We might not be like the characters in the film, but it’s indicative of larger fact that many of us obsess over and talk about famous people with a inordinate level of familiarity. And this is something that has certainly blown up with the advent of internet culture. These girls are on the farthest end of the spectrum but the fact of the matter is that a lot of people invest too much time and energy and thoughts into what their favorite famous people are doing or wearing or fucking day in and day out.  Between tabloid culture and real-life shipping within fandom, which I personally find uncomfortable, there are may facets of becoming far too involved with famous people. I see it every day on tumblr and pretty much everywhere else within fan culture. The broader implications aren’t addressed in The Bling Ring, but they certainly exist and the film depicts one extreme example of unwarranted attachment.

These characters are wildly privileged and clearly have zero sense of the concept of earning, of private space or of remorse. Coppola took an interesting approach that I largely admired, staying true to her initial fascination, sacrificing the development of ideas for mere contemplation. It doesn’t make for as great film, but it certainly makes for a good one.

Watching several episodes of ‘Pretty Wild’, the short-lived Alexis Neiers reality show to prep for the film added a wonderfully horrifying layer of context to everything. As a result, Emma Watson saying ‘kitten heels’ had both of us cackling.

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#137. Monsters University (2013, Scanlon)

A riff on the college buddy comedy, Monsters University might not pack the kind of next-level emotional wallop of some of Pixar’s output or have the kind of ambition we crave from them, but this is flat-out the most entertaining film I’ve seen this year. That anyone could have walked out of this unsatisfied boggles my mind. As much as I want to accept and be open to all responses people may have to any given film, ‘soulless snob’ automatically springs to mind in regards to anyone who was impervious to its considerable charms. It’s heartfelt, hilarious and carries a wonderful message on its back. It hits every note it tries to, every joke lands on-target (anyone who lived on a college campus will appreciate a lot of the humor) and Crystal and Goodman lend their top-notch voice work in reviving their Mike and Sully characters. Far exceeded my expectations.

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Wish List: 15 Dream Director/Actor Collaborations


Do you ever think about which actor and director pairings would get you the most psyched? You wake up and go online to read confirmation that so-and-so signed on to star in so-and-so’s next production and you find yourself eagerly anticipating it more than most other projects solely because of the pairing? Well, here is a list of collaborations I would love to happen. These are not the pairings I want more than any other. Honestly, with all the actors and directors out there, grouping certain people above all others as definitive perfection is a little foolish. I am sure someone else could come up with a list like this and I would be just as excited about their picks. Hence the list being unordered. I would really love to hear what your dream collaborations would be. Be sure to comment and list some of yours!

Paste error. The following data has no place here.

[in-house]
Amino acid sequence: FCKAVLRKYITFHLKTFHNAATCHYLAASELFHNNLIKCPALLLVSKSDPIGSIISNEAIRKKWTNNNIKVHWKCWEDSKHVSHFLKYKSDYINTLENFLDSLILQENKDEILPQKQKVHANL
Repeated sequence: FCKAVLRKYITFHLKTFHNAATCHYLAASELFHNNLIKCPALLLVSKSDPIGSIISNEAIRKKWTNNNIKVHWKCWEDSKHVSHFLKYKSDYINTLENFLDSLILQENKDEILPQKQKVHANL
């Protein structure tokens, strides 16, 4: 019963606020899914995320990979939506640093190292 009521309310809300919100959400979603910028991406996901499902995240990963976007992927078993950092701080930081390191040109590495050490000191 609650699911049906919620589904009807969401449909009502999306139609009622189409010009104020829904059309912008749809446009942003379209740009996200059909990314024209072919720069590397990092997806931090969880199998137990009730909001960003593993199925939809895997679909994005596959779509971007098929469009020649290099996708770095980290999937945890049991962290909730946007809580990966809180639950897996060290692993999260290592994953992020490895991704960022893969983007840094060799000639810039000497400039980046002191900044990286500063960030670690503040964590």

Fatih Akin and Franka Potente – Sibel Kekilli’s role in 2004’s Head-On is my reference point for this. While Akin’s last film was the mediocre comedy Soul Kitchen, his Head-On and The Edge of Heaven are very heavy dramas that demand equally intense performances from all involved. Seeing Potente take on material involving his trademark exploration into German-Turkish relations would be so undoubtedly rewarding.

Woody Allen and Tom Hollander – Tom Hollander has been one of my favorite actors for several years now, and he got to show his comedic chops in 2009’s brilliant political satire In the Loop. Allen’s recent globe-trotting tendencies make it somewhat common for British actors to pop up in his films as of late. Hollander would fit in perfectly in a strong supporting role as part of an ensemble in an Allen film. He excels at villainous roles (Pirates of the Carribean 2 & 3, Hanna), but I hope he gets more opportunities to be as funny as he is in In the Loop. “A walrus? I’m not fat, I don’t even have a moustache. Fuck, they’ve given me tusks.”

Bong Joon-ho and Lee Byung-hun – This one is honestly bound to happen at some point. Lee is a superstar and Bong represents economic prosperity for South Korea’s film industry. It is just a matter of time. The reason this pairing would be exciting is because of what Bong could bring out of Lee. Lee is a fantastic actor and he has a strong ‘soap opera’ acting ability that works so well for him. Bong’s films are known for being so tonally distinct, often switching moods within the same scene or balancing many different varied genres at the same time. I have said it so many times, but again, he does something with his films that nobody else in cinema does. Seeing Lee function within this atmosphere would surely bring something different out of him. The potential here is endless.

Jane Campion and Claire Danes – While I kind of wish this collaboration had taken place in the 90’s as opposed to now, this would still be a pairing I would kill to see. Danes is exceptionally talented and seeing her in a Campion period piece would be a refreshing role for the actress to take. Additionally, she would be up to the challenges demanded of a lead actress in a Campion film.

The Coen Brothers and Peter Dinklage – How has this not happened yet? I kept having to double check and make sure this collaboration has yet to occur. Yes, Dinklage has been on my mind and in my dreams quite a lot lately what with “Game of Thrones” and all. Dinklage is commonly placed in roles that showcase his epically sardonic line delivery. His performance in his debut film Living in Oblivion really exemplifies how well he can be used in a comedy. The kind of humor the Coens excel at would be perfectly matched with how Dinklage fits into his comedic roles. In short; this needs to happen.